Catastrophe (Amsoft) Review | Amstrad Computer User - Everygamegoing

Amstrad Computer User


Catastrophe
By Amsoft
Amstrad CPC464

 
Published in Amstrad Computer User #8

Catastrophe

This is one of the simplest and addictive games I have seen on the Amstrad so far, and, once hooked it is difficult to resist playing just one more game in the hope of reaching the ultimate target.

Well, what's it all about? You have a company helicopter at your disposal. With this helicopter you must pick up prefabricated building blocks from the supply ship and place them carefully one by one onto the building site. Having mastered placing the blocks in just the right position so that they don't fall off into the sea, the task in hand appears easy enough. The weather, however, is not under your control and you only have a day in which to reach your target score. But don't be misled by what is happening to the building site to the left of the screen since the computer positions its blocks in a random manner. Choose your own strategy and stick to it!

For each block placed, 100 points is awarded to your score and for each storey constructed, a bonus of 600 points is given. Therefore it is worth concentrating on an individual storey to obtain the maximum number of points possible during the time allowed for each days work. As far as other points of strategy are concerned, I will leave it for you to find out for yourselves....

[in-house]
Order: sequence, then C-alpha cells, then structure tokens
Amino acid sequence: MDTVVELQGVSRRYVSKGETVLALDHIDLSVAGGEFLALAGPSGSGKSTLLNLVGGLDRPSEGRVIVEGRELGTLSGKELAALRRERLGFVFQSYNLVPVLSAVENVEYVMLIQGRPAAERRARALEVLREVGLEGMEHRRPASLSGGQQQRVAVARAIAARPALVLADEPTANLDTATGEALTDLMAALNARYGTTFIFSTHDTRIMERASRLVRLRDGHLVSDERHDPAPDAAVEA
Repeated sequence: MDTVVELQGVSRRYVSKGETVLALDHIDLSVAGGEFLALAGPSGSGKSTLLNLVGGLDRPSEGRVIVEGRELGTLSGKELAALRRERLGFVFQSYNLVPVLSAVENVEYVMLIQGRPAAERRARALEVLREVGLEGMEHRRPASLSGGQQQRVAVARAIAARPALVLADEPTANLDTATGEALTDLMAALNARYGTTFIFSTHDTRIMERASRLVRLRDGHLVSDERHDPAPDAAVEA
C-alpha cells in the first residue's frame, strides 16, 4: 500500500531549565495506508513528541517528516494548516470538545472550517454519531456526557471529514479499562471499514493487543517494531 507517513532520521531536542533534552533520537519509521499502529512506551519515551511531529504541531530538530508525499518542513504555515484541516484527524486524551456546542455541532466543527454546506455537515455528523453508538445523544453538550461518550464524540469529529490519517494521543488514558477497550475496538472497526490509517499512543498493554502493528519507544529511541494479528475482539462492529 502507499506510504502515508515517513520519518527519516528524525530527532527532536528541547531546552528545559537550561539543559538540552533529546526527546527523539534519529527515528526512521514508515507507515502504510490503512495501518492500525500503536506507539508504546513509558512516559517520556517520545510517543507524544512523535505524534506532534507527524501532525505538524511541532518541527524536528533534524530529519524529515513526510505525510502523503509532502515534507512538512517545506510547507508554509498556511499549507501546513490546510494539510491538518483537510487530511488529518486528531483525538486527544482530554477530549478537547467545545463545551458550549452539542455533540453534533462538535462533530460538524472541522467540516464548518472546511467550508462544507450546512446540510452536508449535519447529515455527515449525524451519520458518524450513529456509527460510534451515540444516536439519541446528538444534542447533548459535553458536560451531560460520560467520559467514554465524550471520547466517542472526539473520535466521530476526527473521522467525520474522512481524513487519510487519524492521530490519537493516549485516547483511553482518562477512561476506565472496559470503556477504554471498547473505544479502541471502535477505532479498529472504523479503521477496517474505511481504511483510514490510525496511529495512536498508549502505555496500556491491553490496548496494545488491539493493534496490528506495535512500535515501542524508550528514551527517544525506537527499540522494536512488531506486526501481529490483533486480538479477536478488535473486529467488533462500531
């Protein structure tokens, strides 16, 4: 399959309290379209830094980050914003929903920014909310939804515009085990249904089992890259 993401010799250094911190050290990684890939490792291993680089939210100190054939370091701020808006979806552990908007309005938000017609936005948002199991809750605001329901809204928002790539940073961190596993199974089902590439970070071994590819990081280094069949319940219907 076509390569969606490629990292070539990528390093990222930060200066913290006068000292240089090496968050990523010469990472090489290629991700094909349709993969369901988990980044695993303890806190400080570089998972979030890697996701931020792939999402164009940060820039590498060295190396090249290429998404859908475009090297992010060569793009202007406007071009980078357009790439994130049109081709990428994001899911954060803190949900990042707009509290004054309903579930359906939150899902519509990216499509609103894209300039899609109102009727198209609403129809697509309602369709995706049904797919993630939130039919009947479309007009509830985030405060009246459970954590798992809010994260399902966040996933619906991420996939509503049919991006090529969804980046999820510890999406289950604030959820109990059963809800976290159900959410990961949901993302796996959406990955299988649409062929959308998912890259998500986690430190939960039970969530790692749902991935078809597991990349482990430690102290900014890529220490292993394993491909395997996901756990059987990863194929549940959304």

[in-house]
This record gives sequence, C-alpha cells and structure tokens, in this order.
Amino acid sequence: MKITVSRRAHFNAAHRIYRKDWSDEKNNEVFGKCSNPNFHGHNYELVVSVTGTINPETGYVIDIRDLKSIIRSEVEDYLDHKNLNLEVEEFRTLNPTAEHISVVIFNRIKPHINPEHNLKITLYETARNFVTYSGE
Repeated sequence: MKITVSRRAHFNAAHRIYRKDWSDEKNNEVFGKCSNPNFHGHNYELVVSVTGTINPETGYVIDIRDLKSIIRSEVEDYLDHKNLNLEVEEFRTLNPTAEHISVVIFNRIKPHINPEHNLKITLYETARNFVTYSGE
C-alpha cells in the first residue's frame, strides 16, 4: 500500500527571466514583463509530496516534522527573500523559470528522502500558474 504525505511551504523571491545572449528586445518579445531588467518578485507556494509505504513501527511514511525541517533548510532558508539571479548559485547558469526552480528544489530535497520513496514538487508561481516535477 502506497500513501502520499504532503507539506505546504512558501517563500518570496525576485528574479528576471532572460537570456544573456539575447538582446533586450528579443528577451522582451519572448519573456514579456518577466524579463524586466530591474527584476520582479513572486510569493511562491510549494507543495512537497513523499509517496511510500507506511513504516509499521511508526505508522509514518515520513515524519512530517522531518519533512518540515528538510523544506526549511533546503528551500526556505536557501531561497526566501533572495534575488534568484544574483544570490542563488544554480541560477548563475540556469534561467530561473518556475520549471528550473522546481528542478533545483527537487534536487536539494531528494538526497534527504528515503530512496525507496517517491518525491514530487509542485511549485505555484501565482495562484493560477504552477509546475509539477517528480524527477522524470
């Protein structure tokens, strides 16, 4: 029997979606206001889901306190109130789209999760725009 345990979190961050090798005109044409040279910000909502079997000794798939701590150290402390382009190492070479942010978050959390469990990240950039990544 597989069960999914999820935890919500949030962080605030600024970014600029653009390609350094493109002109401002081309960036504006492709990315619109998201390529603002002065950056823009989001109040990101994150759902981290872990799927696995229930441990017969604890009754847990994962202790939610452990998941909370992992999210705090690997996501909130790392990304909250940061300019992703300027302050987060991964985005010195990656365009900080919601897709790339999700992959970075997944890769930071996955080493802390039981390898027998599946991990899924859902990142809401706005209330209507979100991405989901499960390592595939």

Every now and then an overhead flying aircraft appears from the edge of the screen. Beware of a collision with this aircraft as it will result in the loss of one of your four helicopters. If the lighthouse starts to flash watch out for a change in the weather: earthquakes and hurricanes are not too drastic but an electric storm could hinder and perhaps ruin a whole days work if not enough thought has been given to the overall construction of the site. In other words, aim to build a construction that will withstand the most arctic of conditions. Once you have reached the target for the first day, a new target is given and you go on to the second day and carry on thus until the game is finished.

On start up, there are two levels of play to choose from - amateur or professional. The only real difference between them is that everything happens very much faster on the professional level, and that the daily score targets are slightly higher. Although it isn't stated on the instruction page, it is possible to play the game with two players using a JY-2 and another joystick plugged into the back. Don't forget to choose to do so before the game commences, otherwise the computer will begin to play as if it is in one player mode.

The screen graphics complement the simplicity of the game and it is quite fun just to watch in demonstration mode. Look out for the rising of the sun at the start of the day and setting at the end. Overall, well worth a look at, although as it is such an addictive game its a shame that there is only the one screen to play...